As a child is indulged or checked in its early follies, a ground is generally laid for the happiness or misery of the future man. ---->>>

Let a man do what he will by a single woman, the world is encouragingly apt to think Marriage a sufficient amends. ---->>>

Nothing in human nature is so God-like as the disposition to do good to our fellow-creatures. ---->>>

To what a bad choice is many a worthy woman betrayed, by that false and inconsiderate notion, That a reformed rake makes the best husband! ---->>>

What we want to tell, we wish our friend to have curiosity to hear. ---->>>

All our pursuits, from childhood to manhood, are only trifles of different sorts and sizes, proportioned to our years and views. ---->>>

The Cause of Women is generally the Cause of Virtue. ---->>>

The World, thinking itself affronted by superior merit, takes delight to bring it down to its own level. ---->>>

There are men who think themselves too wise to be religious. ---->>>

There is but one pride pardonable; that of being above doing a base or dishonorable action. ---->>>

There would be no supporting life were we to feel quite as poignantly for others as we do for ourselves. ---->>>

To be a clergyman, and all that is compassionate and virtuous, ought to be the same thing. ---->>>

Vast is the field of Science. The more a man knows, the more he will find he has to know. ---->>>

What likelihood is there of corrupting a man who has no ambition? ---->>>

Women who have had no lovers, or having had one, two or three, have not found a husband, have perhaps rather had a miss than a loss, as men go. ---->>>

If the education and studies of children were suited to their inclinations and capacities, many would be made useful members of society that otherwise would make no figure in it. ---->>>

A Stander-by is often a better judge of the game than those that play. ---->>>

People of little understanding are most apt to be angry when their sense is called into question. ---->>>

Women love to be called cruel, even when they are kindest. ---->>>

A husband's mother and his wife had generally better be visitors than inmates. ---->>>

From sixteen to twenty, all women, kept in humor by their hopes and by their attractions, appear to be good-natured. ---->>>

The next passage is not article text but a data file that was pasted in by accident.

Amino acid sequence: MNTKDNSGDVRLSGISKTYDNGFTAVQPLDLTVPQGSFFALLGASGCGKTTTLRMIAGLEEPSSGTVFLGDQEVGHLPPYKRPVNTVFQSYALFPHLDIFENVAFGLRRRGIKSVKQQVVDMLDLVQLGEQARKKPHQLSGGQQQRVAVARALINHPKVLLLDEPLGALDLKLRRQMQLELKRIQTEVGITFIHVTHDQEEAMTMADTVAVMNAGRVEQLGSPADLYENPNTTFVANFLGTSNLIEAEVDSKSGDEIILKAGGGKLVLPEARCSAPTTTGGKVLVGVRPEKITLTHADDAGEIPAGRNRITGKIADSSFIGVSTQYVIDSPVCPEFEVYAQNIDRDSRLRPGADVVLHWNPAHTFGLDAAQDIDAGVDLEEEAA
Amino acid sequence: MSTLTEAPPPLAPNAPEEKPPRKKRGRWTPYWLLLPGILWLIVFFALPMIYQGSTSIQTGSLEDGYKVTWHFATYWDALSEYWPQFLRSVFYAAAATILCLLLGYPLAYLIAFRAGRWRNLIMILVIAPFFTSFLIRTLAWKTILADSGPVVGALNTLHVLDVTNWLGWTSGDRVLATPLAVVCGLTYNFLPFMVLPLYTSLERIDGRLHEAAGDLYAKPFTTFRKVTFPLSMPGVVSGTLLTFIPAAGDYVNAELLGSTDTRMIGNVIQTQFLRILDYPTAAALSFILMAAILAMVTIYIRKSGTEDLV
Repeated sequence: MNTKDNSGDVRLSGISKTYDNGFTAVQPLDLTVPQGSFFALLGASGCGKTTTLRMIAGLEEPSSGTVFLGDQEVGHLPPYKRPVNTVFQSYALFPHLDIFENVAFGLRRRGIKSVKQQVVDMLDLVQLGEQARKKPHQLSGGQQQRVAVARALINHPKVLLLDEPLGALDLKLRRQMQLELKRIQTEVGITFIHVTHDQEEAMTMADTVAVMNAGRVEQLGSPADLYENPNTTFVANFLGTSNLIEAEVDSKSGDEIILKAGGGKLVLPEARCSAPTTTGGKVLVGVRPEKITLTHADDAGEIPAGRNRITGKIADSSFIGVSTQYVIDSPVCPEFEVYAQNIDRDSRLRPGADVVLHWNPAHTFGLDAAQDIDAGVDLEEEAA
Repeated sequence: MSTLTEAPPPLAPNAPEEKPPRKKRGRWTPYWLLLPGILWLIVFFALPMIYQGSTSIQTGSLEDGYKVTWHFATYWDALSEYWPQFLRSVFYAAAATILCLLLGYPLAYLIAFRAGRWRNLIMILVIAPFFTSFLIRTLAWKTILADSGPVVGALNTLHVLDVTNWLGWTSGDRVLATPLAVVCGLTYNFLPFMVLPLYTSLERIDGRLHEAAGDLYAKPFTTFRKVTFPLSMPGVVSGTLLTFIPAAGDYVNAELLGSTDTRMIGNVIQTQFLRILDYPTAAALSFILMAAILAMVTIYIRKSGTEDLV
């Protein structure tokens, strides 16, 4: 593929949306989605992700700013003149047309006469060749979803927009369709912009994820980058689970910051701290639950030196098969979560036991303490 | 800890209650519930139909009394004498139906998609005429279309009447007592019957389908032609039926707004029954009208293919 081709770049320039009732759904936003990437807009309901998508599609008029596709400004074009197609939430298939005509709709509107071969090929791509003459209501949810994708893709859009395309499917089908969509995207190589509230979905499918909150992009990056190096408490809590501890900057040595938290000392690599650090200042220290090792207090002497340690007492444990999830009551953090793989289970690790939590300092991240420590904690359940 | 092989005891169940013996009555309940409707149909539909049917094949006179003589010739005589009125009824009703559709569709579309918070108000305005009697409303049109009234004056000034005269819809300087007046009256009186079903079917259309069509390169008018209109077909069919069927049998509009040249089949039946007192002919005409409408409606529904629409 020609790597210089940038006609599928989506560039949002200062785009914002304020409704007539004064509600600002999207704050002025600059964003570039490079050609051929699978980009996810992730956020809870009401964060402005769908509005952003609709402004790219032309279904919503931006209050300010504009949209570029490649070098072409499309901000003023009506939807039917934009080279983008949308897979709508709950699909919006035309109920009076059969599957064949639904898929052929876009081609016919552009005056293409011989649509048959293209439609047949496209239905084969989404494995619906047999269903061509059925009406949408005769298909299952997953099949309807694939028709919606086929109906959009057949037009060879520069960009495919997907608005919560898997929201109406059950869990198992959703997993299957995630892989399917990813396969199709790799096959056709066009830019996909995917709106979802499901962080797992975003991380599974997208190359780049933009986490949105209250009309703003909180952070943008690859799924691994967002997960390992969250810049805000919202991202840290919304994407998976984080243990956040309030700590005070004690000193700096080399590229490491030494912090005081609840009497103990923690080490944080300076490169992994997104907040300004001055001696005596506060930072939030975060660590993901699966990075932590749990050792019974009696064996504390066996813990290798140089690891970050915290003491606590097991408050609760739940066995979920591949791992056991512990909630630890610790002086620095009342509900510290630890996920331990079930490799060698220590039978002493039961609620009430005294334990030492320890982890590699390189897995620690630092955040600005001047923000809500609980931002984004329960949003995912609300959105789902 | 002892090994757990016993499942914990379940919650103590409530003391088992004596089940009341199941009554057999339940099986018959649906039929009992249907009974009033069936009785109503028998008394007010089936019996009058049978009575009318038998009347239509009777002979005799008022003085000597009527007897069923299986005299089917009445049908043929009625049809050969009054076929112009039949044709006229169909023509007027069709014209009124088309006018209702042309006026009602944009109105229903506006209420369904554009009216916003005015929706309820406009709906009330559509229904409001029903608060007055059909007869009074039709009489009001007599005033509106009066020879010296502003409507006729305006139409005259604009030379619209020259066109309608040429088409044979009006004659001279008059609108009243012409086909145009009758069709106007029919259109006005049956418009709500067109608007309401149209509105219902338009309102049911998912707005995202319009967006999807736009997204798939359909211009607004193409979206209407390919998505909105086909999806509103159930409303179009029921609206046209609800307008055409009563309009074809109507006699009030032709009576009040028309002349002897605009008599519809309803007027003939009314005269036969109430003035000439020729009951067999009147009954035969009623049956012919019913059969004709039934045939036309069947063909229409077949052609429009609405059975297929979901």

The pleasures of the mighty are obtained by the tears of the poor. ---->>>

Quantity in diet is more to be regarded than quality. A full meal is a great enemy both to study and industry. ---->>>

Some children act as if they thought their parents had nothing to do, but to see them established in the world and then quit it. ---->>>

Those who can least bear a jest upon themselves, will be most diverted with one passed on others. ---->>>

A man may keep a woman, but not his estate. ---->>>

Great allowances ought to be made for the petulance of persons laboring under ill-health. ---->>>

It may be very generous in one person to offer what it would be ungenerous in another to accept. ---->>>

O! what a Godlike Power is that of doing Good! I envy the Rich and the Great for nothing else! ---->>>

Parents sometimes make not those allowances for youth, which, when young, they wished to be made for themselves. ---->>>

The difference in the education of men and women must give the former great advantages over the latter, even where geniuses are equal. ---->>>

The first reading of a Will, where a person dies worth anything considerable, generally affords a true test of the relations' love to the deceased. ---->>>

The mind can be but full. It will be as much filled with a small disagreeable occurrence, having no other, as with a large one. ---->>>

There hardly can be a greater difference between any two men, than there too often is, between the same man, a lover and a husband. ---->>>

Those who will bear much, shall have much to bear. ---->>>

Women are always most observed when they seem themselves least to observe, or to lay out for observation. ---->>>

Would Alexander, madman as he was, have been so much a madman, had it not been for Homer? ---->>>

Whenever we approve, we can find a hundred good reasons to justify our approbation. Whenever we dislike, we can find a thousand to justify our dislike. ---->>>

Biography

Nationality: English
Born: August 19, 1689
Birthplace:
Die: July 4, 1761
Occupation: Novelist
Website:

Samuel Richardson (19 August 1689 – 4 July 1761) was an 18th-century English writer and printer. He is best known for his three epistolary novels: Pamela: Or, Virtue Rewarded (1740), Clarissa: Or the History of a Young Lady (1748) and The History of Sir Charles Grandison (1753). Richardson was an established printer and publisher for most of his life and printed almost 500 different works, including journals and magazines (wikipedia)